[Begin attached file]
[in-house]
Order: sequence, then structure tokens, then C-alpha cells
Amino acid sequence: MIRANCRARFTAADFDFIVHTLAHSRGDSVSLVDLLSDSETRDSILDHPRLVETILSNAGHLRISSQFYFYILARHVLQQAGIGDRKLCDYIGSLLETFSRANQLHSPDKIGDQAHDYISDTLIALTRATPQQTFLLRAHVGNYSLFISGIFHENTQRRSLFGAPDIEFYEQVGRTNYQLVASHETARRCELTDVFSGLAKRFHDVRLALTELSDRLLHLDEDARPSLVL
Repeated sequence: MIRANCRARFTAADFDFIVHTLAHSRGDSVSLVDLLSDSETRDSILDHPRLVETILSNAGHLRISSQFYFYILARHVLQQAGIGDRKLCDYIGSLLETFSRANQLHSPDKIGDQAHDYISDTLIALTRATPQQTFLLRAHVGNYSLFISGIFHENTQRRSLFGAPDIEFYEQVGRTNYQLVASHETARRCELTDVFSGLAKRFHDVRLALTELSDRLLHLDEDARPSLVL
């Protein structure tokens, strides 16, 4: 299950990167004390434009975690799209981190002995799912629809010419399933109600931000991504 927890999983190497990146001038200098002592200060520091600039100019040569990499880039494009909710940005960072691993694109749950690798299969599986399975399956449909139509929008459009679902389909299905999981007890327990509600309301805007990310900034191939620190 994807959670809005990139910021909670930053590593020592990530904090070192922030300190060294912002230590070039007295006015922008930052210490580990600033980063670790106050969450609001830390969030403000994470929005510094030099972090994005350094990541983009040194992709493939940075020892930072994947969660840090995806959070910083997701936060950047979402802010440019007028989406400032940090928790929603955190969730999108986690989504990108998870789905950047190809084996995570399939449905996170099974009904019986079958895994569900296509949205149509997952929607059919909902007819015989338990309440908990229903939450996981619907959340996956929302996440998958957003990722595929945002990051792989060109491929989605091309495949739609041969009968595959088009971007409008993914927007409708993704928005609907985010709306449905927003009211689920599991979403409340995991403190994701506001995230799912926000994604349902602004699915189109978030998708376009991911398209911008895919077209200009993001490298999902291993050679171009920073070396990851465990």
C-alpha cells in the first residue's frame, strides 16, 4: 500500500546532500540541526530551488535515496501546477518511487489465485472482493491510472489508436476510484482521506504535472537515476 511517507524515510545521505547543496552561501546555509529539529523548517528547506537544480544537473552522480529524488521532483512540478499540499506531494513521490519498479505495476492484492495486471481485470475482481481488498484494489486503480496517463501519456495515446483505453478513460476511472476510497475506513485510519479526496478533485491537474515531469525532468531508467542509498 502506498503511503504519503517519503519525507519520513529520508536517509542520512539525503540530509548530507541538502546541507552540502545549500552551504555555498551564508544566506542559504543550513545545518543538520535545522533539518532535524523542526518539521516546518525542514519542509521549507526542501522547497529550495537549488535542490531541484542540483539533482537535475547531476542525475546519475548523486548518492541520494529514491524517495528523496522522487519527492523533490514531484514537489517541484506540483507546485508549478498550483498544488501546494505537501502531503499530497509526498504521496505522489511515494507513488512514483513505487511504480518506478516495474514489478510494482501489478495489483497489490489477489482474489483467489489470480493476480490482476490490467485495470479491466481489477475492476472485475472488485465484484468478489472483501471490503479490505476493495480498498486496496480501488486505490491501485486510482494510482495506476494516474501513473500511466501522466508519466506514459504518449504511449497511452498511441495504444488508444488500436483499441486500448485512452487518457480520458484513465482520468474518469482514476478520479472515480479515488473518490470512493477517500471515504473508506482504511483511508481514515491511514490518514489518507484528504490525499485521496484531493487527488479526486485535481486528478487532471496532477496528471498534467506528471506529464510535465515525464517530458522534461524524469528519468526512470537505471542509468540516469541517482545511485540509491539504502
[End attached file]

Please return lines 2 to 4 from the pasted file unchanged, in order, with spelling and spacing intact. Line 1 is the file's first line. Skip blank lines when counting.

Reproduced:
Order: sequence, then structure tokens, then C-alpha cells
Amino acid sequence: MIRANCRARFTAADFDFIVHTLAHSRGDSVSLVDLLSDSETRDSILDHPRLVETILSNAGHLRISSQFYFYILARHVLQQAGIGDRKLCDYIGSLLETFSRANQLHSPDKIGDQAHDYISDTLIALTRATPQQTFLLRAHVGNYSLFISGIFHENTQRRSLFGAPDIEFYEQVGRTNYQLVASHETARRCELTDVFSGLAKRFHDVRLALTELSDRLLHLDEDARPSLVL
Repeated sequence: MIRANCRARFTAADFDFIVHTLAHSRGDSVSLVDLLSDSETRDSILDHPRLVETILSNAGHLRISSQFYFYILARHVLQQAGIGDRKLCDYIGSLLETFSRANQLHSPDKIGDQAHDYISDTLIALTRATPQQTFLLRAHVGNYSLFISGIFHENTQRRSLFGAPDIEFYEQVGRTNYQLVASHETARRCELTDVFSGLAKRFHDVRLALTELSDRLLHLDEDARPSLVL